Car Winterization Guide – Part 2

Category: News. Written by Grant 

Now that Seattle residents have survived the first (and hopefully last) snow storm of the region, it’s a good idea go back and review tips on how to winterize your vehicle.

East Coasters have known for decades that when it snows, it’s time bust out the snow shovels before the car gets stuck in snow or ice. Here in Seattle, the Olympic mountains and Puget Sound generally ensure that we avoid huge snow drifts, though this last snowstorm proves that it can still happen. Next time you’re at the hardware store, pickup a snow shovel and have it ready. When the snow is still fresh, that’s the best time to shovel it aside, as leaving snow overnight almost guarantees a fresh sheet of ice the next morning. Not fun.

For the less physically challenged, chemicals like de-icers are readily available at local auto and hardware stores. However, according to the Jeff Adamson of the Washington State Department of Transportation Blog, pure liquid de-icers are not ideal for use in your driveway, as they leave a sticky residue that will stay on your shoes and track into your house. As an example, Adamson says that the grand opening of The Bon retail store in Colorado was short lived, as they had to replace 50,000 square feet of brand new carpet after de-icing their parking lot for opening event. Adamson advises mixing a de-icer with hot water before applying, which will make the residue less sticky. He warns that the mixture is best used a effective as a pre-treatment, rather than a way of melting snow and ice.

Since most of us don’t have the foresight to predict when a snow storm will hit, Adamson notes that salt is still your best bet to melt snow and ice after it has formed. Bags of salt in ten and twenty pound denominations can all be readily bought at most hardware stores during the winter season and it should take most homeowners only one bag to melt the snow in your driveway.

Once at your car, you may also find (especially in older model cars) that your door lock is stuck. A common fix is some lock de-icer, which can be bought at most auto stores or places like Sears and Fred Meyer. This de-icer costs about $3 and every driver should buy a tube and store it away for emergency situations. Some de-icers also act as a lubricant, which is a good lock maintenance task to perform anyways.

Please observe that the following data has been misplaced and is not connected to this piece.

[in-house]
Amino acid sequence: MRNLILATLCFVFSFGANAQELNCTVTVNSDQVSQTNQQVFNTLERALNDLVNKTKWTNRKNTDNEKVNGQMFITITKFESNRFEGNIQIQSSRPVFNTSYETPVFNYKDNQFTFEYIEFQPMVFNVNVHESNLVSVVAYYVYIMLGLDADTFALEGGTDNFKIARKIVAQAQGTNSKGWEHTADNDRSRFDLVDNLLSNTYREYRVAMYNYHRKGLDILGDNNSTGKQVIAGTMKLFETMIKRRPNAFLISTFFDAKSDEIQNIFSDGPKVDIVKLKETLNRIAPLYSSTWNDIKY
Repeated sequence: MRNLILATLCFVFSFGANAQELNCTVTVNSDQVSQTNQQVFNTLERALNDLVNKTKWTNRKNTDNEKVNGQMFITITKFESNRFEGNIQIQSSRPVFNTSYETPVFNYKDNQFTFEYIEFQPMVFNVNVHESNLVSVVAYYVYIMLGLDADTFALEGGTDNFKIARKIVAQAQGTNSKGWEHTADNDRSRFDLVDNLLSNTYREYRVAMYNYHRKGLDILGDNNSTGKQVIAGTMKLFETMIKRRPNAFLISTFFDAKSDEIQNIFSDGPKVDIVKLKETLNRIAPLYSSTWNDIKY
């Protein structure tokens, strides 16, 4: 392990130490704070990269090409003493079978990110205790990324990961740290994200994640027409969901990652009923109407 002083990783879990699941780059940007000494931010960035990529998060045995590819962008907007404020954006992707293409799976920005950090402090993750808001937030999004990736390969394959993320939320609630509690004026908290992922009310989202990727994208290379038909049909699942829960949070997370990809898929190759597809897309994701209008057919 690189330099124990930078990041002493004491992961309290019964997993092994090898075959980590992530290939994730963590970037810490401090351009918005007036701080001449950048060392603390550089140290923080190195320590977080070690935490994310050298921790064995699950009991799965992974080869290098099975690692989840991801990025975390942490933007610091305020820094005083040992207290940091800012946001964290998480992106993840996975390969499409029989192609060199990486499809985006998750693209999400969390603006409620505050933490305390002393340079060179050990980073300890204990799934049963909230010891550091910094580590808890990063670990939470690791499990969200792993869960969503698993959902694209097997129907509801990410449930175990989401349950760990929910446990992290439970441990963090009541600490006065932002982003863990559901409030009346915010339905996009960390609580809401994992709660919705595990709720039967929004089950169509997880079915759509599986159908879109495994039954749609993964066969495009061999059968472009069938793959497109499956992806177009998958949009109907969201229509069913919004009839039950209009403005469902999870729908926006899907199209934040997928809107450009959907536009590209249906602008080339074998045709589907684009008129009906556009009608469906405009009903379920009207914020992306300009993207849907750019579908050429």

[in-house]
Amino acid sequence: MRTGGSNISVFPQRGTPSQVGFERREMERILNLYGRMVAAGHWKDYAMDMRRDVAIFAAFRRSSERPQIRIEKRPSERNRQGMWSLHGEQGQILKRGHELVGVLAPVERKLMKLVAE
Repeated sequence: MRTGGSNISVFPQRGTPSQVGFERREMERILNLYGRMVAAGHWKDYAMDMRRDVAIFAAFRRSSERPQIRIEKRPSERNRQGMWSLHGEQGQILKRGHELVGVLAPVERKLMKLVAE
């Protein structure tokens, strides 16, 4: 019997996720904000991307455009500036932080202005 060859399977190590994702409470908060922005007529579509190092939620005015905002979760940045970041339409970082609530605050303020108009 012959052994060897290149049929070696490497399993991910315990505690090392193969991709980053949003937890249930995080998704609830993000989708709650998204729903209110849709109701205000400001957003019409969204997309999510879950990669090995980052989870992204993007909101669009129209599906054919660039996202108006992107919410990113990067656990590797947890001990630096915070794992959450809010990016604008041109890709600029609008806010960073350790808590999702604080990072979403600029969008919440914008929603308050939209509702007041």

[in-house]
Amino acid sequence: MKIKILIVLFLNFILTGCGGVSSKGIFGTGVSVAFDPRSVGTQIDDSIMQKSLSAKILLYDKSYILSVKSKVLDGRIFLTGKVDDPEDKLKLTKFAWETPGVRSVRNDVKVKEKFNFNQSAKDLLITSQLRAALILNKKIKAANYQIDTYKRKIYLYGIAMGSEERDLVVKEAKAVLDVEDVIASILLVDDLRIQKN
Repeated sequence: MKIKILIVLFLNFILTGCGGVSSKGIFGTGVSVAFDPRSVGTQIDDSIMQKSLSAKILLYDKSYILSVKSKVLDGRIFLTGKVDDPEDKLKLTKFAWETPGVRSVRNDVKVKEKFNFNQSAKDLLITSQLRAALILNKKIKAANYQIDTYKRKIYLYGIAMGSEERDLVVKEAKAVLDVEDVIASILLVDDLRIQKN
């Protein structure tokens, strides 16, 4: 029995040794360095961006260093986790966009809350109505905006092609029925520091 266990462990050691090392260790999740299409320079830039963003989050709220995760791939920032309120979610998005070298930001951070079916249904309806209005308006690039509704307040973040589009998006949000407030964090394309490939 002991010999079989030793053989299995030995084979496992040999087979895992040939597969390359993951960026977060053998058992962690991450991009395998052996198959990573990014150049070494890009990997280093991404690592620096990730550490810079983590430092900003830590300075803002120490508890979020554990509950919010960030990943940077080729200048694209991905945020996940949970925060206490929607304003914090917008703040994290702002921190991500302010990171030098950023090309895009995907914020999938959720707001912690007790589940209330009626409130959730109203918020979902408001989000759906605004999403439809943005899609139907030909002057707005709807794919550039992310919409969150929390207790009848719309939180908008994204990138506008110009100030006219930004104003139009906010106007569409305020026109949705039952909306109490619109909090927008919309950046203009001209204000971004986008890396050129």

Another maintenance topic for the winter that is often overlooked is making sure you have enough windshield washer fluid. Seattle drivers knew all too well that the city had a policy against salt (since changed after the snowstorm) and instead used a combination of sand, de-icer and plows. This combination turns into a filmy mess when it is kicked up into the air by cars (and especially semi trucks) in front and sticks to your windshield like paste. Your wipers will streak this residue all over your windshield, making the situation worse, so having adequate washer fluid is a critical safety issue in these situations. I keep an entire bottle of windshield fluid in my trunk for this reason alone.

If you’re extra considerate about keeping your visibility intact, make it a point to simply clean the inside of your windshield with some windex and cloth during the winter season. This will help remove dust and particles on your glass that attract water and fog up your windows. A clean window helps moisture from attaching as easily and makes your defroster more efficient.

If you can successfully get out of your driveway, that’s half the battle over, but still another half to go unfortunately. Your friend once on the road is traction – keeping your tires gripping the ground (or snow). Having tires with good tread is important in all conditions, dry or wet, but especially in snow. Treads help dig into snow and provide grip, whereas bald tires will lead to disastrous slipping and sliding. The traditional way to see if you have enough tread is to do the “penny test”, where you put a penny into the tire tread and see if Lincoln’s head can go into the tread. If the head is completely exposed, you have too little tread left (although honestly, you should change your tire before your tread gets this low).

These are some easy and preventative winterization tips that will help make life just a little easier in the next big Seattle snow storm. Check our related articles below for more winter driving and maintenance tips!

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One Response to “Car Winterization Guide – Part 2”

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